Sen. Arlen Specter (D-Pa.), in a USA Today column Wednesday night, accused Supreme Court nominee Elena Kagan of "leaving senators to search for clues on her judicial philosophy" in her Judiciary hearings.
Specter wrote that "Kagan did little to move the nomination hearings from the stylized 'farce' (her own word) they have become into a discussion of substantive issues that reveal something of the nominee's judicial philosophy and predilections."
But, Specter wrote, "Kagan did just enough to win my vote by her answers that television would be good for the country and the court, and by identifying Justice Marshall as her role model."
Specter is a longtime supporter of allowing cameras in the high court and gave her high marks for coming out in strong support for the idea during her testimony.
The senator, however, chided the nominee for offering "no meaningful observations on U.S. vs. Morrison, in which the court overturned the Violence Against Women Act," offering "no substantive comment on Citizens United," avoiding "taking sides in the court's expansion of executive authority, declining comment on the historic clash posed by the Foreign Intelligence Surveillance Act and the president's warrantless wiretapping authorized under the Terrorist Surveillance Program," and refusing "to comment on the court's refusal to resolve a contentious dispute involving the Sovereign Immunity Act and the Obama administration's foreign policy."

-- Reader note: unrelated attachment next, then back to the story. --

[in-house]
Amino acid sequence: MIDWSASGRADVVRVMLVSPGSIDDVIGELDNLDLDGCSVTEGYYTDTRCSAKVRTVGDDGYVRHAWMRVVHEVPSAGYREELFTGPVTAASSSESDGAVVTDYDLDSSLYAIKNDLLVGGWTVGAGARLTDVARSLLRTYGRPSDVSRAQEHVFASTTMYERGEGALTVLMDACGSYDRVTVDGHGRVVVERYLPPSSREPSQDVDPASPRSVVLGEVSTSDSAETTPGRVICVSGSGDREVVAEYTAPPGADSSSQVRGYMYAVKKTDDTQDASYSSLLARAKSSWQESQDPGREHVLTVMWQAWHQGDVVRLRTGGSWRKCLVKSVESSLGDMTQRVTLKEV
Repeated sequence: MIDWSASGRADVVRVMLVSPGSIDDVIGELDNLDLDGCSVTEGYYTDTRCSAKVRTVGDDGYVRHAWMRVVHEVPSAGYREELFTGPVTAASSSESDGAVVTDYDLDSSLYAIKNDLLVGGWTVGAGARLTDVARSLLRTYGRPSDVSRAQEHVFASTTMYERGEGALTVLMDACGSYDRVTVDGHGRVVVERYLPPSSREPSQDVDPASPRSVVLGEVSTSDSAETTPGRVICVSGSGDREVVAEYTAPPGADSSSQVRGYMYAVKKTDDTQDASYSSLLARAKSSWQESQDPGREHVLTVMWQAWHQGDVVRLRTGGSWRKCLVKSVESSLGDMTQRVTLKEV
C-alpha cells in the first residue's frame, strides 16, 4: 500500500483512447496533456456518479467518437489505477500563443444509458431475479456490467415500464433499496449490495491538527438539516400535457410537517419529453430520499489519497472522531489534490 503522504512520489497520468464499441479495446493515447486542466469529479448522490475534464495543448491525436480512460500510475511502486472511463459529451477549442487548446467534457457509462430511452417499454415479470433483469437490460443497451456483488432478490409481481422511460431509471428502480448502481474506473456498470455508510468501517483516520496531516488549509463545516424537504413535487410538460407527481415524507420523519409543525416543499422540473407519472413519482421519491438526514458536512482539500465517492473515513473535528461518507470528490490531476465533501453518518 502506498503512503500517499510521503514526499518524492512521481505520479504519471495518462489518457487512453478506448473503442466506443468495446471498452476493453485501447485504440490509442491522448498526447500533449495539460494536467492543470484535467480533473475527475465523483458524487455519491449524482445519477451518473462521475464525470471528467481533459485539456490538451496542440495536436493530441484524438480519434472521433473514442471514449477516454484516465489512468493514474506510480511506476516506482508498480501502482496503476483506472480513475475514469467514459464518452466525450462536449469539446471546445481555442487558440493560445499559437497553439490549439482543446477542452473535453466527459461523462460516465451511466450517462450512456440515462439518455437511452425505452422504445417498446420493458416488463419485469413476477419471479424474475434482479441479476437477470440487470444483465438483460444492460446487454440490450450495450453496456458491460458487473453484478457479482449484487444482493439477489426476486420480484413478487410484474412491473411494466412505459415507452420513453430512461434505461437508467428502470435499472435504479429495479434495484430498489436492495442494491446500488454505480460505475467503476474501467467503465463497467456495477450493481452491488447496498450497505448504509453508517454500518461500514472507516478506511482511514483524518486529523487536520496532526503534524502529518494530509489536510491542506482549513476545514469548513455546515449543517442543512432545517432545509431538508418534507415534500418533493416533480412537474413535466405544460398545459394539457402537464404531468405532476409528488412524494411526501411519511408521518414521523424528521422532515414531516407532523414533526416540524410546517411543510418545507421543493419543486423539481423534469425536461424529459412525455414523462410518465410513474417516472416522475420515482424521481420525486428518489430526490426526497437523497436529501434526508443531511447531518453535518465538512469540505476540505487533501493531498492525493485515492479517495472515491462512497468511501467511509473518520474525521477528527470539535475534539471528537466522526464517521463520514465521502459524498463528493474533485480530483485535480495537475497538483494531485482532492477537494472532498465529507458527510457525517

Specter’s votes have always been hard to predict, but after bolting the GOP and still losing his primary to Rep. Joe Sestak, some Republicans had been hoping he would want to make a point about her cautious testimony and vote against her.
Specter wrote that Kagan's "hearings showed an impressive legal mind, a ready humor and a collegial temperament suitable to the court," but lamented that they "shed no light" on the myriad issues he brought up.
Most – if not all – Democrats are expected to vote in favor of Kagan’s nomination. Specter is a member of the Judiciary Committee, which will hold a vote on Kagan’s nomination Tuesday after Republicans delayed a planned panel vote earlier this week.
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This post was updated at 12 a.m.